I agree with Morawski who wrote that belief systems are delimited by interests. My focus for the last thirty two years has been on understanding and exposing how those limitations function in the philosophy of capitalist ideology and on going beyond them. This is why I have had so much difficulty with and rejection by time-serving academics – all the more so because of Australia’s authoritarian, anti-intellectual, shame-based and servile culture.
In his Materialism and Empirio-criticism Lenin wrote of the brilliant development of materialism by Marx and Engels from mechanical to dialectical (significantly in response to scientific developments, a point lost on contemporary Western scientists whose work is increasingly stunted by capitalist ideology and its philosophical idealism), but I disagree with him when he wrote that in doing this, Marx and Engels brought the development of materialism to its culmination.
Firstly, such a statement is un-dialectical (it is amazing that, in theorising ‘end-points’, some of the greatest dialecticians – Hegel, Marx and Lenin – could make such a basic error). Secondly, developments in brain science are more and more showing an appreciation of how the brain functions wholistically (I think this relates to your point, because they are just steps to go from the brain as a unit to the brain in a body and that body in a social world) and in the process better understanding what ‘reason’ is, its rich and dynamic nature – the same ‘reason’ philosophers not only believe they engage in (which Lenin superbly exposed and mocked in his Materialism and Empirio-criticism) but also, in its manifestation, utterly take for granted – exemplified by Descartes’ ‘cogito ergo sum’.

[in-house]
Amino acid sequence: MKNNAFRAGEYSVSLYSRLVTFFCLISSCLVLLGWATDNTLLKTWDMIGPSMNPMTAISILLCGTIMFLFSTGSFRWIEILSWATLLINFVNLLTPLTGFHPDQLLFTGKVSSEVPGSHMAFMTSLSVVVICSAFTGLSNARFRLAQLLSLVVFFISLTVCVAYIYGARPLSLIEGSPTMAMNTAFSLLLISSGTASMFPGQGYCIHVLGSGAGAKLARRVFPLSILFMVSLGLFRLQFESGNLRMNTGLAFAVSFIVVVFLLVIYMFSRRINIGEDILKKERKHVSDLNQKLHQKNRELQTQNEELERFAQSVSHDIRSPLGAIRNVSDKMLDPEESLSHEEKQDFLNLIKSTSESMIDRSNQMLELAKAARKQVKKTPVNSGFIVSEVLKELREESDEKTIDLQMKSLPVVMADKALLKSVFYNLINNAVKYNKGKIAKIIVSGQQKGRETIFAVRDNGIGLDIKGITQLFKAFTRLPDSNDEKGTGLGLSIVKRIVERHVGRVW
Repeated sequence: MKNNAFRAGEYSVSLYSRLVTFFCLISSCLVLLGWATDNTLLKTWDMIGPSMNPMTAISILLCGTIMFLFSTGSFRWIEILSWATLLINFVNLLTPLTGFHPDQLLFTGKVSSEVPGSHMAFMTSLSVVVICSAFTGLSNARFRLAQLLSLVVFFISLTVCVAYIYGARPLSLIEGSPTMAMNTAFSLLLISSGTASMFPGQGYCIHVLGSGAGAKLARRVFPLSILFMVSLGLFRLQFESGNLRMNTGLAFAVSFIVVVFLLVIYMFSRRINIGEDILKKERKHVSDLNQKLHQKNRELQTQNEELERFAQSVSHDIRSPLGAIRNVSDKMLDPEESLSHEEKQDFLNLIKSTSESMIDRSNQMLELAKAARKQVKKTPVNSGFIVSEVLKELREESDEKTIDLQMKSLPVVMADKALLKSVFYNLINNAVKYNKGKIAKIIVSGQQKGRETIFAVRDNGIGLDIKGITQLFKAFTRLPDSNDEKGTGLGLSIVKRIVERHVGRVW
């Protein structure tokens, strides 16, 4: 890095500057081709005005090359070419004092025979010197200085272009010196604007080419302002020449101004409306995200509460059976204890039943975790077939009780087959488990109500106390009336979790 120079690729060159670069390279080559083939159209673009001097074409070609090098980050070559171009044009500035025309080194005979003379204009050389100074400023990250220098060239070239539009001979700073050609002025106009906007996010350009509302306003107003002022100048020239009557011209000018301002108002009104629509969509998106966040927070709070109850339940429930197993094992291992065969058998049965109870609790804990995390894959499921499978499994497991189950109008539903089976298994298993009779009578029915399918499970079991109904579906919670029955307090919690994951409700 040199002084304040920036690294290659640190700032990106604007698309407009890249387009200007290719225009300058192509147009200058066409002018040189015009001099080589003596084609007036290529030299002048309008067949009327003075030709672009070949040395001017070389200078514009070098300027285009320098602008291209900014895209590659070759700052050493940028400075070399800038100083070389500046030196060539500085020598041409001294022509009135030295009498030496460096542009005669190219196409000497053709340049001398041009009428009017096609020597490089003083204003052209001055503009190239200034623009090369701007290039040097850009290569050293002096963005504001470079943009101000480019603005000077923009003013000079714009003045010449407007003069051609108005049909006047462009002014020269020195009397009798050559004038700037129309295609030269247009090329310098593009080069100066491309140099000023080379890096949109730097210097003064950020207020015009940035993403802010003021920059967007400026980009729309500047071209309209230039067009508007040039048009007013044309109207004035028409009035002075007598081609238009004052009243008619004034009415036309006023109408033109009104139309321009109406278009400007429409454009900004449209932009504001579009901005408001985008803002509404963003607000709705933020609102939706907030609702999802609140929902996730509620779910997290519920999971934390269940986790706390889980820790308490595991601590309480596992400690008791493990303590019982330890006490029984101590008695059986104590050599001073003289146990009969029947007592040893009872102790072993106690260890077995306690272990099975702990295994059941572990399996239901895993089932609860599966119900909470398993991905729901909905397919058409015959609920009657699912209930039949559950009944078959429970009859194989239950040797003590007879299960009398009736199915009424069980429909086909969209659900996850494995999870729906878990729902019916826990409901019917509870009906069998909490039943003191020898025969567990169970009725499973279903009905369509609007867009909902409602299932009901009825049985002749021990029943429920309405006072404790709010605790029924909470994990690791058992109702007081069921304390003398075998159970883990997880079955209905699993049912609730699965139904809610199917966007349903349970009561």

This is why I argue that mysticism (its perspective and methods) and its profound relationship with materialism must be thoroughly examined. Capitalist ideology, its philosophy and epistemology, are nothing but a mounting impediment to this, to our engagement with the world and our knowledge of it.